HMS Woodlark (1808)

HMS Woodlark was launched in 1808 and commissioned in 1809. The Royal Navy sold her in 1818. She then became a merchantman with her new owners retaining her name. From 1820/1821 she became a whaler, sailing out of Port Jackson. She was still sailing as late as the late 1850s.

For other ships with the same name, see HMS Woodlark and Woodlark (ship).

History
United Kingdom
Name HMS Woodlark
Namesake Woodlark
Ordered 31 December 1807
Builder William Rowe, St Peter’s Yard, Newcastle upon Tyne[1]
Laid down March 1808
Launched 17 November 1808
Commissioned May 1809
Fate Sold
United Kingdom
Name Woodlark
Acquired 1818 by purchase
Fate Still sailing 1857
General characteristics [2]
Class and type Cherokee-classbrig-sloop
Tons burthen
  • Originally: 237

    2694, or 238[3] (bm)

  • After 1838: 245, or 265, or 274 (bm)
Length
  • Overall:90 ft 0 in (27.4 m)
  • Keel:73 ft 6+34 in (22.4 m) (keel)
Beam 24 ft 7+12 in (7.5 m)
Depth of hold 10 ft 10+12 in (3.3 m)
Propulsion Sails
Complement 75
Armament 8 × 18-pounder carronades + 2 × 6-pounder bow chasers

. . . HMS Woodlark (1808) . . .

Commander George E. Watts commissioned Woodlark at Spithead in May 1809 for the North Sea, and operated between 1810 and 1812 in the Baltic.[2] On 27 November 1809 she captured the ship Percunas. On 15 January 1810 Zuneignen and Perkunas came into Hull. They had been sailing from Petersburg when Woodlark detained them.[4][5]

About a year after being commissioned, on 20 May Woodlark captured Nicoline Elizabeth and Gode Haub.[6]Nicolina Elizabeth and Good Hoop arrived at Hull on 6 June, as did Frow Inqueberg, a third prize to Woodlark.[7] Three days later, on 23 May 1810, Woodlark recaptured Trende Sostre.[8] On 27 May, Woodlarks boats destroyed the Danish privateer cutter Swan, which was lying under the protection of batteries and field pieces off Hadstrand (Højsande), Læsø. Swan was armed with eight 24-pounder carronades and had a crew of 35 men.[9][10] Head money was paid on 9 February 1813.[6]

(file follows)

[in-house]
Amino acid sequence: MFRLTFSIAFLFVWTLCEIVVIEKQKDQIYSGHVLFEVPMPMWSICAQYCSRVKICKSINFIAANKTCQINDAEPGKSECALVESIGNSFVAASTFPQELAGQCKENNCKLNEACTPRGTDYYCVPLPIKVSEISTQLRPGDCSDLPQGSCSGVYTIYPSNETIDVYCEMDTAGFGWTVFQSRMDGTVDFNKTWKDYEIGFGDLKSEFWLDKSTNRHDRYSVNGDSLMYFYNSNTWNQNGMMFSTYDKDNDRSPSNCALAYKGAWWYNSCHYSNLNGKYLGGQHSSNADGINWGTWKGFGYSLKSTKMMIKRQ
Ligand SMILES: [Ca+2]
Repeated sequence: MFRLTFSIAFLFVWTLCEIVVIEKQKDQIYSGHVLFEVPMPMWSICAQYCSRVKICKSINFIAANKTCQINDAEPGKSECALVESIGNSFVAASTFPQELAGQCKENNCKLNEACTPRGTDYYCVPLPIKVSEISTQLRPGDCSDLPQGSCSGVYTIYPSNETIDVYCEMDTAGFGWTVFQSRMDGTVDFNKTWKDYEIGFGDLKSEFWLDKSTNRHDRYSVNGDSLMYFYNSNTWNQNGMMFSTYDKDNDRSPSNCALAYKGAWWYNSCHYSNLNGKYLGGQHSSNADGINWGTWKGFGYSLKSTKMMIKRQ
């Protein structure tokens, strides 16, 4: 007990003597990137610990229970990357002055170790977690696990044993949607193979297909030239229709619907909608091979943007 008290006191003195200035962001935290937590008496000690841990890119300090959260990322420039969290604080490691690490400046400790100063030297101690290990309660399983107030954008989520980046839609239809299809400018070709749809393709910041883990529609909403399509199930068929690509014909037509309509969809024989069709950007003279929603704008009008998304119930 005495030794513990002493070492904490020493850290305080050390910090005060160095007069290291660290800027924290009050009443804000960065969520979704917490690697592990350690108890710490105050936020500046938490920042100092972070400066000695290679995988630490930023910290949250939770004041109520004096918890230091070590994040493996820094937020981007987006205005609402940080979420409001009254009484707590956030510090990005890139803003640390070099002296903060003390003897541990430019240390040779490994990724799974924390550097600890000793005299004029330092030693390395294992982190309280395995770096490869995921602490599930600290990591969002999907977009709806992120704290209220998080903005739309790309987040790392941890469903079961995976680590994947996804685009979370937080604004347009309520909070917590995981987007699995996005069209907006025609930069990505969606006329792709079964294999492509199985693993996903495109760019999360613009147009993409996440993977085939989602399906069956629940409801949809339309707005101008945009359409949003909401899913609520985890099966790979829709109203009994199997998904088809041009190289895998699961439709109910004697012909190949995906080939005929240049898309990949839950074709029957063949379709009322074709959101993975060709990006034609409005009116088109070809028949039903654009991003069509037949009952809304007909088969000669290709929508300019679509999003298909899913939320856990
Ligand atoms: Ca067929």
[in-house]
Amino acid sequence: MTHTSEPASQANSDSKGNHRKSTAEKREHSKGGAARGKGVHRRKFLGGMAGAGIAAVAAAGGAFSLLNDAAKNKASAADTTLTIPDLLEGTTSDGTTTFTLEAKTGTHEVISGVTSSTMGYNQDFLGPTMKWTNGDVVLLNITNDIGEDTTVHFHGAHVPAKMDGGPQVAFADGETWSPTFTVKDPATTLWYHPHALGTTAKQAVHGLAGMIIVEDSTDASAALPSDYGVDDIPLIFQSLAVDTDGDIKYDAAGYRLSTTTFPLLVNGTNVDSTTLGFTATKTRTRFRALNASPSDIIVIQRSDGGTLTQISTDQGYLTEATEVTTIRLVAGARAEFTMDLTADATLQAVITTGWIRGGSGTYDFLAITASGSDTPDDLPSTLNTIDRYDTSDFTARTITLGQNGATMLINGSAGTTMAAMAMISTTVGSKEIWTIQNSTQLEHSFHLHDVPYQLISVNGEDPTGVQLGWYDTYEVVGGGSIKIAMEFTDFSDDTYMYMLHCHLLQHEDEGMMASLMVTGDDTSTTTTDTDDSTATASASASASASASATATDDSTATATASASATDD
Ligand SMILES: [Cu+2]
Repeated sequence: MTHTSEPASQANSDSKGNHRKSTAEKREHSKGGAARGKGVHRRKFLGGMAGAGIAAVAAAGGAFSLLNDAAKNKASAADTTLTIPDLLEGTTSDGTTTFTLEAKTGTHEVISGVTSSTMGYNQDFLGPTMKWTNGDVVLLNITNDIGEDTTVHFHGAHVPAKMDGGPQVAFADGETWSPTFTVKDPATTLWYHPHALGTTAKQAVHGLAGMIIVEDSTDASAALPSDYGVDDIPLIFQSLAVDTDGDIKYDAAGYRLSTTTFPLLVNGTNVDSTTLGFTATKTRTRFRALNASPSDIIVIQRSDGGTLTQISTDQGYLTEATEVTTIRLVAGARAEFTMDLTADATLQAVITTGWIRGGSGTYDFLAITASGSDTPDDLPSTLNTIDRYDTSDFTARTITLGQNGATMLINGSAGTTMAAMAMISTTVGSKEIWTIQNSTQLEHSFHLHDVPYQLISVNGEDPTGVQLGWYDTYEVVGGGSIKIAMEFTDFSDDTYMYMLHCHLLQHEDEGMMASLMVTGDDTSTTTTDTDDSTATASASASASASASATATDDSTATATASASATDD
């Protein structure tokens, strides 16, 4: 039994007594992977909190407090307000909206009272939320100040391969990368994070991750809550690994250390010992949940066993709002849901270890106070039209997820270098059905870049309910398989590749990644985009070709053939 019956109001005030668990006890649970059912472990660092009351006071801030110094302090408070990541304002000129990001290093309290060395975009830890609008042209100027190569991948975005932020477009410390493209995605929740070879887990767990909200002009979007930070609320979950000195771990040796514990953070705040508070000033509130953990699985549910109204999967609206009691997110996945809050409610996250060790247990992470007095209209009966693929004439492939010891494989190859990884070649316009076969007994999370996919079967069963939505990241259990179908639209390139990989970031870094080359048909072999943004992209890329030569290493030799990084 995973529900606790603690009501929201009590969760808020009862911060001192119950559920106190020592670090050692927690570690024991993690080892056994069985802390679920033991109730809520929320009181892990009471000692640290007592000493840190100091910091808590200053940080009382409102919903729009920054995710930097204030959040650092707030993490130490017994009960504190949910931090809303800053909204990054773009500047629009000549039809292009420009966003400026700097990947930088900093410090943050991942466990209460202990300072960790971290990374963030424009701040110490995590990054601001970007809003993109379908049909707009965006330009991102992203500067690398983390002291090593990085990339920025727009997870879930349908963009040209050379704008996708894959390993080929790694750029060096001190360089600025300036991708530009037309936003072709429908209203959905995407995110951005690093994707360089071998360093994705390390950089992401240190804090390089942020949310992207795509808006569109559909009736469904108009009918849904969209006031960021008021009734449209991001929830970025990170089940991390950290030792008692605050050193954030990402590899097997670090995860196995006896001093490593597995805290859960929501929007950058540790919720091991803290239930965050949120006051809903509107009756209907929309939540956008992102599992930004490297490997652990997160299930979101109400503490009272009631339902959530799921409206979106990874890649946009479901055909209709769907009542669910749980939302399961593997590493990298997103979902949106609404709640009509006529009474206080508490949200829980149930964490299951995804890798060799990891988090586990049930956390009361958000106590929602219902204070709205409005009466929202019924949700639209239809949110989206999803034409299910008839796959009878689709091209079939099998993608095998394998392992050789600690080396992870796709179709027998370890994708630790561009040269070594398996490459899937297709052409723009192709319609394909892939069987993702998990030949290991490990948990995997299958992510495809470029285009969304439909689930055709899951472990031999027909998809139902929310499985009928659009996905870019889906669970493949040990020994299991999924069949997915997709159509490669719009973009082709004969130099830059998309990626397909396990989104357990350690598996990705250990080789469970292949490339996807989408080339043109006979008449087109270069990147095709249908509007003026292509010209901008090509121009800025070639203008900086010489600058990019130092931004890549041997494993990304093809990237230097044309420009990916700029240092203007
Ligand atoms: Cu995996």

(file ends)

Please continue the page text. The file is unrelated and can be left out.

On 23 June Woodlark recaptured the ship Success. Success, Zimmerman, master, had been sailing from Pillau when her captors brought her into Bornholm, where she was condemned and from whence Woodlarks boat cut her out. Success arrived at Hull on 27 July with all her cargo except for 26 lasts of wheat.[11] On 29 January 1811 her officers and crew received £1000, representing a part-payment of the salvage money for her recapture.[12]

On 2 July 1810 Woodlark captured the galiotDrei Gebruder. Four days later Woodlark detained the galliot St Neil.[13]St Nil, Gotschalp, master, had been sailing from Petersburg when Woodlark captured her. St Nil arrived at Hull on 16 August,[14]

Woodlark was in sight on 13 July when HMS Cruizer captured Jonge Johannes and on 15 July when Cruizer captured the hoyElizabeth (or Jonge Elizabeth).[15][16]

Several more captures followed. On 4 August Woodlark captured the galiot Anna Maria.[17]Anna Maria, Halman, master, had been sailing from Petersburg. Her prize crew took her into Hull.[18]